Individualism & Motherhood

Can we just all agree that last week was a rough one? I don’t know what it was exactly, but it felt as if there was just something in the air, looming above us all. Ever since the rain this last weekend, it is almost as if things are clearing up and we are gearing up for a better week, baby girl has been much happier.

Screen Shot 2016-06-15 at 9.59.35 AM

I came to some realizations about myself last week and wanted to share. It has been super enlightening for my personal growth and I feel like it can benefit others in their own personal journey. Any mother that is going through the infamous postpartum battle” can attest that it is extremely difficult to bounce back to the woman before the baby. In fact, I argue that it is impossible to bounce back to that woman because that woman really doesn’t exist anymore. That can be a hard pill to swallow for some women, me included. Like I said earlier, motherhood came faster than I thought and after Clair was born I felt like I was grieving the death of Sarah while trying to rejoice in the birth of Clair. I can honestly say that before having a baby I was pretty okay with my body, along with who I was becoming as an individual. Both of those things changed after birth and suddenly I was embarrassed of both my body and my individualism. I truly believe there is something to becoming a mom that makes you feel like you are suddenly categorized into one lump and type of people. It’s almost as if people are saying to you:

You are no longer individual. You no longer have hopes, dreams and ambitions, you’re a mom for crying out loud! You have to sacrifice everything you once wanted for your child. Your child is your life. You shouldn’t be focusing on anything else. They need your undivided attention or they will grow up feeling neglected.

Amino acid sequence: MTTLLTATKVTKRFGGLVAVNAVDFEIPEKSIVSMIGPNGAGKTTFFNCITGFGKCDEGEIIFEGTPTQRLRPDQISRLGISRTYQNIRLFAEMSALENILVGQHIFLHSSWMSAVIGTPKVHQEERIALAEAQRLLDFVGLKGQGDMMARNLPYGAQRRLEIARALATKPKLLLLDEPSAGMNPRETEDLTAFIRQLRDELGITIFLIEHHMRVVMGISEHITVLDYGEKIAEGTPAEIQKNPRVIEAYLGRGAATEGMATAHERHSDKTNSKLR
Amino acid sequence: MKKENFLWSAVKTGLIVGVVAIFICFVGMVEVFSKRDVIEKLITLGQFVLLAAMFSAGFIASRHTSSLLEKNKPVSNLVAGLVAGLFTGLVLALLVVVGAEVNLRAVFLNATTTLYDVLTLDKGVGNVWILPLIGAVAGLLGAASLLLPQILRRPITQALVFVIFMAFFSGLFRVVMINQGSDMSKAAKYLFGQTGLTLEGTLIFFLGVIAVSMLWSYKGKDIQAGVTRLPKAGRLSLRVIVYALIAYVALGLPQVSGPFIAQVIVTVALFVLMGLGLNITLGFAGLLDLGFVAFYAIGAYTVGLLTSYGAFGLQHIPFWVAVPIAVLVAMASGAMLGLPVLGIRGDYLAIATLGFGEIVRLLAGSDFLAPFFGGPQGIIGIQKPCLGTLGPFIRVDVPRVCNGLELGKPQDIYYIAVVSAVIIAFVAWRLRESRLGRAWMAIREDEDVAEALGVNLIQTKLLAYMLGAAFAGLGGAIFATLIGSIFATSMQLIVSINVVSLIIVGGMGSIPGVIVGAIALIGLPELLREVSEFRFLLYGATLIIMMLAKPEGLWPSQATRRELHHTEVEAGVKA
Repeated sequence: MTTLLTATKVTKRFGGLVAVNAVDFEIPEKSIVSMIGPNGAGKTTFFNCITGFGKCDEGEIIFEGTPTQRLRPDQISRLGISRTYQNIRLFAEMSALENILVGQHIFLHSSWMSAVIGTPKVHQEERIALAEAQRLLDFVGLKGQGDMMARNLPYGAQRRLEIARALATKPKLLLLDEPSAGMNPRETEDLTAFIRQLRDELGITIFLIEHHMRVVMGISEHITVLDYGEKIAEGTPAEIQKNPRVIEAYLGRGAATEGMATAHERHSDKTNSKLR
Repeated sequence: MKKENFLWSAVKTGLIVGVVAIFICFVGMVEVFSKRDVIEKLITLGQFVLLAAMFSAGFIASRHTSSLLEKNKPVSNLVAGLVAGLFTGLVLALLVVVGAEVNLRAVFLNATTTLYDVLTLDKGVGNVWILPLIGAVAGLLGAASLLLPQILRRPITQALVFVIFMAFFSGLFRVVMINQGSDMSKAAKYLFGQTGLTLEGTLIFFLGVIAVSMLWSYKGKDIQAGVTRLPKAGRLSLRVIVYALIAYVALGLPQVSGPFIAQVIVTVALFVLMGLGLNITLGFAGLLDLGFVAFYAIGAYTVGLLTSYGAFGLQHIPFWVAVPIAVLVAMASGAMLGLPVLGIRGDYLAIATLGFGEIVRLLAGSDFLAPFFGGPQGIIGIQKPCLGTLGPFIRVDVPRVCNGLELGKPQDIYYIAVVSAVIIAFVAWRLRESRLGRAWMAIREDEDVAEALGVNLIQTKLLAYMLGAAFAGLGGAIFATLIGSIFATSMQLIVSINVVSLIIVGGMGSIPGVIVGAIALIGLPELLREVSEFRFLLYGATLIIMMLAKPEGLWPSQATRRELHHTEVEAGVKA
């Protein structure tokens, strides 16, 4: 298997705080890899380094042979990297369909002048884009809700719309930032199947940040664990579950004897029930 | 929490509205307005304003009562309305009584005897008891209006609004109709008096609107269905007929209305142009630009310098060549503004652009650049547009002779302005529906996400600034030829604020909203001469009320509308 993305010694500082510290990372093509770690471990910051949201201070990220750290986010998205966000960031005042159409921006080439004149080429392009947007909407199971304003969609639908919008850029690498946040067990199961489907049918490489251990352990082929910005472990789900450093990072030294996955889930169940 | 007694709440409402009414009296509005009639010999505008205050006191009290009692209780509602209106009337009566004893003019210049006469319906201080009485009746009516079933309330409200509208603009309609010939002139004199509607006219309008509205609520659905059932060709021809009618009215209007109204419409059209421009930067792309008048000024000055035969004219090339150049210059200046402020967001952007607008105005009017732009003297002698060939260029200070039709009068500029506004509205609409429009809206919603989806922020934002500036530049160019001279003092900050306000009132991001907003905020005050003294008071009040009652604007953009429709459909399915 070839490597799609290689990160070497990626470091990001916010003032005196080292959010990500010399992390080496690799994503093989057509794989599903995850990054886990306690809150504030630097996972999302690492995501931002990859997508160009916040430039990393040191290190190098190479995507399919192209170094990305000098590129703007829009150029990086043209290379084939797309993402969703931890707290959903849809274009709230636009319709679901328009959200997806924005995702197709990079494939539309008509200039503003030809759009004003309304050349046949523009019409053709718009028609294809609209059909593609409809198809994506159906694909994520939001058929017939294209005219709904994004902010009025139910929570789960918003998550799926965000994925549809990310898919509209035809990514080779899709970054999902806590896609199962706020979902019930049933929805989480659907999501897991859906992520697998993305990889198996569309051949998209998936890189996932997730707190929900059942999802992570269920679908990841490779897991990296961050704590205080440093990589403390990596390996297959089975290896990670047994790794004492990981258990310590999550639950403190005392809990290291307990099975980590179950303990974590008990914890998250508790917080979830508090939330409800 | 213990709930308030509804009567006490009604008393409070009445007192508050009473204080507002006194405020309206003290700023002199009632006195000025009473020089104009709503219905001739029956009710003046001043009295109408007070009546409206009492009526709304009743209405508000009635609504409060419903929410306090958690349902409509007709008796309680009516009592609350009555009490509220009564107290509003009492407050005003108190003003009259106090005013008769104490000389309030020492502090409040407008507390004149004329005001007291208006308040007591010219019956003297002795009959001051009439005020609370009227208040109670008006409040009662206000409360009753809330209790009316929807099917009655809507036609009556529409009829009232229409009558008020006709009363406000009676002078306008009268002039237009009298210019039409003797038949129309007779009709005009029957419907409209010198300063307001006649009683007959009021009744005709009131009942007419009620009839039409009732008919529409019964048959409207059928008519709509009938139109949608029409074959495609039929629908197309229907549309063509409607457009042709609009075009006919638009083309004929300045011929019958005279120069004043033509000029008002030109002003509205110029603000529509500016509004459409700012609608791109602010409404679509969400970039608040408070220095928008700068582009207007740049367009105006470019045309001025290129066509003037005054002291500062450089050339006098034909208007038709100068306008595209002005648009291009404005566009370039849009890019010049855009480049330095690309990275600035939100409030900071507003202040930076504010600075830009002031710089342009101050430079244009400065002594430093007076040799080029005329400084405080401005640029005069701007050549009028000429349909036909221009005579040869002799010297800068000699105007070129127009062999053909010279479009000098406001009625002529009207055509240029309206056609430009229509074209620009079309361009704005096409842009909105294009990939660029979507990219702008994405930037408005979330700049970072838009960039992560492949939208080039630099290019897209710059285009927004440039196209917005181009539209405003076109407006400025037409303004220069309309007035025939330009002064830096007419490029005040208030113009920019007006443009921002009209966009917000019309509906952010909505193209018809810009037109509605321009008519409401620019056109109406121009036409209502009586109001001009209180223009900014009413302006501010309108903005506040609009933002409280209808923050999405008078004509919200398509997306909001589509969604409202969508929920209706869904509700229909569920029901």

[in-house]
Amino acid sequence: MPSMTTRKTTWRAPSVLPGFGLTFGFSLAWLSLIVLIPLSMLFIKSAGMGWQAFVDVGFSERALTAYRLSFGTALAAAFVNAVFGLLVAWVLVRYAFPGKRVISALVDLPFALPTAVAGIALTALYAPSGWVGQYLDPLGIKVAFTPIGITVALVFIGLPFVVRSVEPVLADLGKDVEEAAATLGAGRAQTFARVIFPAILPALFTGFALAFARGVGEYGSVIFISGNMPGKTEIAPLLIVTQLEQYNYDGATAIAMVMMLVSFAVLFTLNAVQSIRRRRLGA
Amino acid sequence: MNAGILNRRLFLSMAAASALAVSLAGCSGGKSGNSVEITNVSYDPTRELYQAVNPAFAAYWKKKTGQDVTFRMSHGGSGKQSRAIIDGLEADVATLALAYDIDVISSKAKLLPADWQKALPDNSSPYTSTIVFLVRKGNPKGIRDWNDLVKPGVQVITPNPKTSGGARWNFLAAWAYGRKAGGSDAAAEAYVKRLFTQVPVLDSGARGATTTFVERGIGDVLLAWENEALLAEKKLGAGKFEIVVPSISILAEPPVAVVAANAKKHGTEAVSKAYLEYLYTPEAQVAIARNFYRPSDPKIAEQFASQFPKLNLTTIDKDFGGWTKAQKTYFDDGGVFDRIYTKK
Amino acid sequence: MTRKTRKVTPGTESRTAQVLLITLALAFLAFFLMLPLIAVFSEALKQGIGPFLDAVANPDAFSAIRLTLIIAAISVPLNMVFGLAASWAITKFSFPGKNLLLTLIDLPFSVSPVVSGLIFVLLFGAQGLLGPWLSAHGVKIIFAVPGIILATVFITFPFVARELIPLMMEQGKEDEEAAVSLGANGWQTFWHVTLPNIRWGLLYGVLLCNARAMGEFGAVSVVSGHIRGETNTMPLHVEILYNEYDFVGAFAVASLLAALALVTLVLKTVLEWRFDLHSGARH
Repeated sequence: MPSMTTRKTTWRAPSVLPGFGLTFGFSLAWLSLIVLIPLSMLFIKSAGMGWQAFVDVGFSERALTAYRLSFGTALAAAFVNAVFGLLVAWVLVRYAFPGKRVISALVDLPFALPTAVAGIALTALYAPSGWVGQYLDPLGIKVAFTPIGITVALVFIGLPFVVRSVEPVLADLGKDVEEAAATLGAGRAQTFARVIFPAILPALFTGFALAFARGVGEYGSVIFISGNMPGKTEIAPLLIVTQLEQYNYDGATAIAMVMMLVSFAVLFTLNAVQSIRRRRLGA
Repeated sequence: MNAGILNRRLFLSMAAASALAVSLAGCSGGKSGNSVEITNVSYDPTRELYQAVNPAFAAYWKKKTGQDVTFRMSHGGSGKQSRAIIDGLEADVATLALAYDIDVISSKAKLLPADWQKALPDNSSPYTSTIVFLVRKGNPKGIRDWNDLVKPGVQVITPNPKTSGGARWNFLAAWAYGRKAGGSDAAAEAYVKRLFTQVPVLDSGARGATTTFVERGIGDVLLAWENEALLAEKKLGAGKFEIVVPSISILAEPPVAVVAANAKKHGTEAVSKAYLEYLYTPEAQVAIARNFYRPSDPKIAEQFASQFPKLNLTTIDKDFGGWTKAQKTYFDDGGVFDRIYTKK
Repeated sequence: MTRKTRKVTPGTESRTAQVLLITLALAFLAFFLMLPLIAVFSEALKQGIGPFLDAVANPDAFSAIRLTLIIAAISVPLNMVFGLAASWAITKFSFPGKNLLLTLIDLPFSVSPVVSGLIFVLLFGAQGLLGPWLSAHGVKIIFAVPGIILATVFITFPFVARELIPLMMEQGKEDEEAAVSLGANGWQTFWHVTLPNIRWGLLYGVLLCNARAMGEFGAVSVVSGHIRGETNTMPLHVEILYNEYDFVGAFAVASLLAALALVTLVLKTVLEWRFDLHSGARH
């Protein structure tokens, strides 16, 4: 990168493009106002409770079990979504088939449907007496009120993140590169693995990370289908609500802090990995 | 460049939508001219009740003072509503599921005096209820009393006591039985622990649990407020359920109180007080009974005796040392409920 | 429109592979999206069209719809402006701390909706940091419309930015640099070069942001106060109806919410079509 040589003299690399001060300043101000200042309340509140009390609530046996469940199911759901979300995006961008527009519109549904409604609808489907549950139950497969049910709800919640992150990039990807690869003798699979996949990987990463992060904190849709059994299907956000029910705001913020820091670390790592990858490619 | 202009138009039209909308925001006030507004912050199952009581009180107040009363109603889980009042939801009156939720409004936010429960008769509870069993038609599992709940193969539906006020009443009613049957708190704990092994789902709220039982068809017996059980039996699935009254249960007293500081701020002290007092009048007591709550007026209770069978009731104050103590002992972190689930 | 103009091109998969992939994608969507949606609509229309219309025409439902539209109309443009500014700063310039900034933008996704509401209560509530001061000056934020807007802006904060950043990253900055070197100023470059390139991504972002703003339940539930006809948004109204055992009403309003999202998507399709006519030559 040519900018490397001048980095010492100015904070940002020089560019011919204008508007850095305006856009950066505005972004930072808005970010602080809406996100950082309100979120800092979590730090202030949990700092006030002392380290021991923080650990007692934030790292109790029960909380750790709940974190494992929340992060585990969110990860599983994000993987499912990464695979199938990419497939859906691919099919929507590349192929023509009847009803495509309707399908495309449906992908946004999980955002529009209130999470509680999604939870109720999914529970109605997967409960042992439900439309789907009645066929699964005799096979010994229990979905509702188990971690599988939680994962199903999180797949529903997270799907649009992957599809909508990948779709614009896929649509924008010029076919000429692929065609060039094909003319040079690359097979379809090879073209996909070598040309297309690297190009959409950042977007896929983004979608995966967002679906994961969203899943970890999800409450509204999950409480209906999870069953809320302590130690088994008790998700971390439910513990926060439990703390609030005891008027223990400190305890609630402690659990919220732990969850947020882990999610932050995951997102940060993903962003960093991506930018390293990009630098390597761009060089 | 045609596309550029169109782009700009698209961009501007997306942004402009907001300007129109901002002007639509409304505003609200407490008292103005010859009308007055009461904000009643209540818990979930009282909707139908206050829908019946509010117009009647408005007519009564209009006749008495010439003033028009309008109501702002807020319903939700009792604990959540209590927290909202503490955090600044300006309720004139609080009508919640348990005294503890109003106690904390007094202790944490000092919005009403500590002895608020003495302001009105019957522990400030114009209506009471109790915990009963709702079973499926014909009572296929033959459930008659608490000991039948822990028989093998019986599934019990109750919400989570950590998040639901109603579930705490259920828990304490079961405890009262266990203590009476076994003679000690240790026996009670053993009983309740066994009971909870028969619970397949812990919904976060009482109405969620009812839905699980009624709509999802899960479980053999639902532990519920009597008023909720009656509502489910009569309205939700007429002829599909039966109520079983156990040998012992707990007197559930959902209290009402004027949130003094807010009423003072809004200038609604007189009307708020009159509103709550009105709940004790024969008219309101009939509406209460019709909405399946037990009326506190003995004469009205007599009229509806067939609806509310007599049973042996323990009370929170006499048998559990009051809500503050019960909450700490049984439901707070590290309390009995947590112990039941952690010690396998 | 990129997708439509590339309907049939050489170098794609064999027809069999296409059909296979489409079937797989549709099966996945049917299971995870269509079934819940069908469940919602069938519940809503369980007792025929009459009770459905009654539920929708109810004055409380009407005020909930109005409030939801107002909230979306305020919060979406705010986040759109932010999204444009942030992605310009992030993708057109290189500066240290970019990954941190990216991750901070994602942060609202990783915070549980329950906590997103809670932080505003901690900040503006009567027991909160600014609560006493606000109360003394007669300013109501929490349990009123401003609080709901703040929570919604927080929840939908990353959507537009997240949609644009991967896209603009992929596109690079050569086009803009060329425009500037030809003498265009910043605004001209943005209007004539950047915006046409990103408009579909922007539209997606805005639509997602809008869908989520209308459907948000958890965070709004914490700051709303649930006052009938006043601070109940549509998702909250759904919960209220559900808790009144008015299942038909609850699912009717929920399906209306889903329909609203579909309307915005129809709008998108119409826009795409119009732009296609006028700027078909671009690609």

You get the picture. But really all of this is false.

False. False. False.

As mothers, we are individuals. We shouldn’t be lumped together as one. We shouldn’t feel like our dreams, hopes and aspirations should be swept under the rug. In fact, I would argue that doing so actually hinders us as mothers. I just don’t believe it is healthy to throw away who we are and what we desire for our children. I think it’s more healthy and inspiring for children to grow up with a mother who is following her dreams, who is working hard for what she wants to accomplish in life, who is working hard to keep her individualism. Children will learn that they too are individuals and they too have hopes and dreams, and they too can work hard for what they want to accomplish in life. Of course sacrifice is required as a mother, that’s a no brainer, but I don’t think sacrifice of complete self is required. I think that is something that somehow we’ve grown to believe is heroic. Rather, I see juggling hobbies, education, careers, or whatever it may be, along with motherhood, is true heroism.

The Struggle is Real, People.